By Angel Melguizo, Vice President, Economic, External & Regulatory Affairs, VRIO Corp; Eduardo Salido Cornejo, Head, Public Affairs Intelligence, Telefónica Hispanoamérica; and Welby Leaman, Senior Director, Global Policy Strategy, Walmart
Covid-19 put in stark relief the urgent need for accelerated digitalisation around the world. The good news is that so many people stepped up to meet this challenge. In many parts of the private sector, digital rollout that business executives thought would take years was achieved in weeks or even days, as customers’ digital adoption soared. Latin America was no exception to this phenomenon: in mid-March 2020, internet traffic increased by more than 40% practically overnight. The robustness of telecommunications infrastructure in the region – built by decades of investment – and the flexibility of many Latin American governments during the pandemic, were among the factors that facilitated this transition.
By Rita Da Costa, Senior Counsellor and Head of Development in Transition, Adriana Caicedo, Policy Analyst and Martina Lejtreger, External Consultant, OECD Development Centre
Deepening economic disparity, inequalities and social injustice have been at the heart of the mass demonstrations that have multiplied in Latin America and the Caribbean (LAC) since late 2019. This trend is likely to intensify in the wake of the COVID-19 pandemic. While the number of people in poverty has increased by 22 million since the start of the COVID-19 crisis and inequalities continue to rise, the stock of wealth held by billionaires in LAC has risen by more than 40%. The current context opens a window of opportunity for LAC to exit the crisis by establishing a new social contract, but this will require a step change in international co-operation.
By Ana Lucía Gutiérrez González, Producer of Granadilla Podcast – Peruanas rompiéndola en el extranjero, Peruvian based in Israel
Over 50% of migrants from Argentina, Bolivia, Brazil, Chile, Colombia, Ecuador, Peru, Paraguay, Uruguay and Venezuela in 2019, were women. According to the First World Survey for the Peruvian Community Abroad in 2020, around 3.5 million Peruvians were living abroad, more than 10% of the Peruvian population. Of these, 9% are professional migrants – white-collar workers, scientists and researchers, for example. They form part of what I consider to be Peru’s sixth wave of migration.
By Gerardo Bracho, International Co-operation Expert and Member of the Mexican Foreign Service
We still do not have all the details on the “World Plan for Fraternity and Well-Being” that Mexican President Andrés Manuel López Obrador recently proposed at the UN. What is clear, however, is its ambition to pull our present paradigm of international co-operation for development out of the doldrums.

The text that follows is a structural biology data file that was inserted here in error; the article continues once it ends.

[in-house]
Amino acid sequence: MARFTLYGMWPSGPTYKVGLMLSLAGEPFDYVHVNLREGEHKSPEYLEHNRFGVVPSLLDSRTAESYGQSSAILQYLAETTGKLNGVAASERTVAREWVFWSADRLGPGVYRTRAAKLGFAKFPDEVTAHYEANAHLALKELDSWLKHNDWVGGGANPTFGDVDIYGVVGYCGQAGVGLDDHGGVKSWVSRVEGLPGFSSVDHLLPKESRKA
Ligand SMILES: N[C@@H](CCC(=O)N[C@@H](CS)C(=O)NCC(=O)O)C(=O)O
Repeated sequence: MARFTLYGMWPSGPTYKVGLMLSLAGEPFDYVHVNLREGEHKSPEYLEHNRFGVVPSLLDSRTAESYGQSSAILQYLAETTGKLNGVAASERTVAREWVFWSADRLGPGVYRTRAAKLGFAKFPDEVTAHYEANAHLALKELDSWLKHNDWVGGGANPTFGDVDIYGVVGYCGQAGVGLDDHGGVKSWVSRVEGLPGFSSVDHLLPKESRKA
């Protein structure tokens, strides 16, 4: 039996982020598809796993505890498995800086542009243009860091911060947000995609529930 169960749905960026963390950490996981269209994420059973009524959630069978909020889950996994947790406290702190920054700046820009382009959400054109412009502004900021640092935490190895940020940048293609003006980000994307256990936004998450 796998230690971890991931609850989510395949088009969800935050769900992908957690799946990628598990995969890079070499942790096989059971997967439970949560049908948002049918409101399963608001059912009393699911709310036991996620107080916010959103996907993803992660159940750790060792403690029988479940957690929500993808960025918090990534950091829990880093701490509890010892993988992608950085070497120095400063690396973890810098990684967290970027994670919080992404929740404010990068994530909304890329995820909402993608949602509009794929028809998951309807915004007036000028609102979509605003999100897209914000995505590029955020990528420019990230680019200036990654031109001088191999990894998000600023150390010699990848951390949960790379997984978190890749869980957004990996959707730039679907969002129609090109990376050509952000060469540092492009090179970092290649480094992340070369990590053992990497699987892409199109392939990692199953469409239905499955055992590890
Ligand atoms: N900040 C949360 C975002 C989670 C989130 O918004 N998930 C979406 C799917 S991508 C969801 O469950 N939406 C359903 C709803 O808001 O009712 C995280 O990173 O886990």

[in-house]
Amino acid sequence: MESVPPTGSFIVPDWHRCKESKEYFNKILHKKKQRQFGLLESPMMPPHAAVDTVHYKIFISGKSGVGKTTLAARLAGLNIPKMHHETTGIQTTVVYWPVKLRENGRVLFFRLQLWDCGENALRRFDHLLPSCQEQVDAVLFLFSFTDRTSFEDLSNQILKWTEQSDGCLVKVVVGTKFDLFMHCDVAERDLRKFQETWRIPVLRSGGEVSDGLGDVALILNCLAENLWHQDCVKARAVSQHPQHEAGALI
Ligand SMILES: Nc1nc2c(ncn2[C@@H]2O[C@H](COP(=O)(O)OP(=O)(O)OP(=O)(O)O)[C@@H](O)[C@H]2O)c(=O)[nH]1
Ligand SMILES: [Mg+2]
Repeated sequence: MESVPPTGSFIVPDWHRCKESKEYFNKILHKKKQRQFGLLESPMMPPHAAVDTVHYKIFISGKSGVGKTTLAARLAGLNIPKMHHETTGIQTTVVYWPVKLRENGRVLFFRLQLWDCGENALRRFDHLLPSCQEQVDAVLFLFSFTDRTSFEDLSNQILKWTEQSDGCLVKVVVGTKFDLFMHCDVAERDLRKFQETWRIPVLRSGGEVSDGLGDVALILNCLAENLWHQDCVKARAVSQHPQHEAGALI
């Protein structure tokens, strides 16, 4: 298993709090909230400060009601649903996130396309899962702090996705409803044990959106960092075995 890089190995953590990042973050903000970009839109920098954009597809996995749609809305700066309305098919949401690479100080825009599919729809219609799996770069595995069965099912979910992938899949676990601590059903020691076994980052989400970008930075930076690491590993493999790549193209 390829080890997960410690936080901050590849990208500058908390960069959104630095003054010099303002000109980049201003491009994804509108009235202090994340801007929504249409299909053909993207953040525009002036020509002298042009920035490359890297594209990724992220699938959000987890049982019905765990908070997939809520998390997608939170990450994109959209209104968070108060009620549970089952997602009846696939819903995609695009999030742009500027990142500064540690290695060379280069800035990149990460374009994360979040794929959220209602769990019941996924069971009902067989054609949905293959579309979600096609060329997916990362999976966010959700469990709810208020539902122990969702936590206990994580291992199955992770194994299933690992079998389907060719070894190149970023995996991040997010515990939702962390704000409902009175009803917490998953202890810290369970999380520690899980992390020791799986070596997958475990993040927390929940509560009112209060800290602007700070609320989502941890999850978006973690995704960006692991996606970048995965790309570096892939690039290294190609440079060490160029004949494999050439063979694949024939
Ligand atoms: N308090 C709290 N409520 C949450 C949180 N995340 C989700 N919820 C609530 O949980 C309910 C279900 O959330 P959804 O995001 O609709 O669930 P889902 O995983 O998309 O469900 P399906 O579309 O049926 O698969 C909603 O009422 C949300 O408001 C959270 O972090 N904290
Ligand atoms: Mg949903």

By Romina Boarini, Director of the OECD WISE Centre (Centre for Well-being, Inclusion, Sustainability and Equal Opportunity) and Ragnheiður Elín Árnadóttir, Director of OECD Development Centre
The Latin America and the Caribbean (LAC) region has experienced considerable gains in well-being over the past two decades, according to the new report How’s Life in Latin America? Measuring Well-being for Policy Making by the OECD Centre on Well-being, Inclusion, Sustainability and Equal Opportunity (WISE) and the OECD Development Centre. The eleven countries studied in the report – Argentina, Brazil, Chile, Colombia, Costa Rica, the Dominican Republic, Ecuador, Mexico, Paraguay, Peru and Uruguay – have experienced many improvements in quality of life since the early 2000s such as increased life expectancy, reduced child and maternal mortality, and better access to drinking water. The number of people in absolute poverty (i.e. those whose income is not enough to meet basic needs such as food or shelter) has declined – from 1 in 3 in 2006 to 1 in 5 by 2019 – and the share of the population with an upper secondary education has risen from 34% to 46%.
By Camila Pereira, Director of Education, Lemann Foundation
With over 180,000 schools closed from March 2020 to August 2021, remote learning became the only option for Brazil’s 47 million students. Despite huge efforts by educators, public officials and families to support children while they were away from classrooms, a big impact on learning is expected. Brazilian education has long suffered from deeply entrenched inequalities and gaps that have been worsened by COVID-19. What solutions are needed for Brazil to overcome these inequalities?